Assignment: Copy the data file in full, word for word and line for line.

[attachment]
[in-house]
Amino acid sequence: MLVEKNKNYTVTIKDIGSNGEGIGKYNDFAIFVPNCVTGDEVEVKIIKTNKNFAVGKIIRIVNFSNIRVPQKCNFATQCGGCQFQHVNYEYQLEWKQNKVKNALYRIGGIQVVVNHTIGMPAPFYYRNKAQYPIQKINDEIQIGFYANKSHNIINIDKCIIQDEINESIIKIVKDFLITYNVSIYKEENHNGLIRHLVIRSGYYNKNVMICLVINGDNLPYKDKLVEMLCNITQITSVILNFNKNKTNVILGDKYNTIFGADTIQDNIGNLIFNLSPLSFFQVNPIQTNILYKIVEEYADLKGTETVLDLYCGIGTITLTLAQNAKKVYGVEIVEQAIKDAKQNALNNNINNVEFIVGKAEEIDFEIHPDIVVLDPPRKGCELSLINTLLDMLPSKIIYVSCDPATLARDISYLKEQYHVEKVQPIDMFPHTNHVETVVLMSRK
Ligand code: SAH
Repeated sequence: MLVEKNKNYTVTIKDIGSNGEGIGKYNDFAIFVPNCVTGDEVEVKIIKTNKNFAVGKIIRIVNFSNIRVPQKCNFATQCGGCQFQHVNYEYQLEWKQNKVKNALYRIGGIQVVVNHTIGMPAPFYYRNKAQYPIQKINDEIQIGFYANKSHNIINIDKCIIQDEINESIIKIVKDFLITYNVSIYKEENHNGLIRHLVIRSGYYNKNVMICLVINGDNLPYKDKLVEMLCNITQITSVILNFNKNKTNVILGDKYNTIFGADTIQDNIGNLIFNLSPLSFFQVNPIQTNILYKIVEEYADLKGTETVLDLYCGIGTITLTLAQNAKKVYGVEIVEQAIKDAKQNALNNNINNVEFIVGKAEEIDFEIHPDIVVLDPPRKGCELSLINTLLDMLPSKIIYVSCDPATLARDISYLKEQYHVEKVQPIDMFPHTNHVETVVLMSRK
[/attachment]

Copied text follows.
[in-house]
Amino acid sequence: MLVEKNKNYTVTIKDIGSNGEGIGKYNDFAIFVPNCVTGDEVEVKIIKTNKNFAVGKIIRIVNFSNIRVPQKCNFATQCGGCQFQHVNYEYQLEWKQNKVKNALYRIGGIQVVVNHTIGMPAPFYYRNKAQYPIQKINDEIQIGFYANKSHNIINIDKCIIQDEINESIIKIVKDFLITYNVSIYKEENHNGLIRHLVIRSGYYNKNVMICLVINGDNLPYKDKLVEMLCNITQITSVILNFNKNKTNVILGDKYNTIFGADTIQDNIGNLIFNLSPLSFFQVNPIQTNILYKIVEEYADLKGTETVLDLYCGIGTITLTLAQNAKKVYGVEIVEQAIKDAKQNALNNNINNVEFIVGKAEEIDFEIHPDIVVLDPPRKGCELSLINTLLDMLPSKIIYVSCDPATLARDISYLKEQYHVEKVQPIDMFPHTNHVETVVLMSRK
Ligand code: SAH
Repeated sequence: MLVEKNKNYTVTIKDIGSNGEGIGKYNDFAIFVPNCVTGDEVEVKIIKTNKNFAVGKIIRIVNFSNIRVPQKCNFATQCGGCQFQHVNYEYQLEWKQNKVKNALYRIGGIQVVVNHTIGMPAPFYYRNKAQYPIQKINDEIQIGFYANKSHNIINIDKCIIQDEINESIIKIVKDFLITYNVSIYKEENHNGLIRHLVIRSGYYNKNVMICLVINGDNLPYKDKLVEMLCNITQITSVILNFNKNKTNVILGDKYNTIFGADTIQDNIGNLIFNLSPLSFFQVNPIQTNILYKIVEEYADLKGTETVLDLYCGIGTITLTLAQNAKKVYGVEIVEQAIKDAKQNALNNNINNVEFIVGKAEEIDFEIHPDIVVLDPPRKGCELSLINTLLDMLPSKIIYVSCDPATLARDISYLKEQYHVEKVQPIDMFPHTNHVETVVLMSRK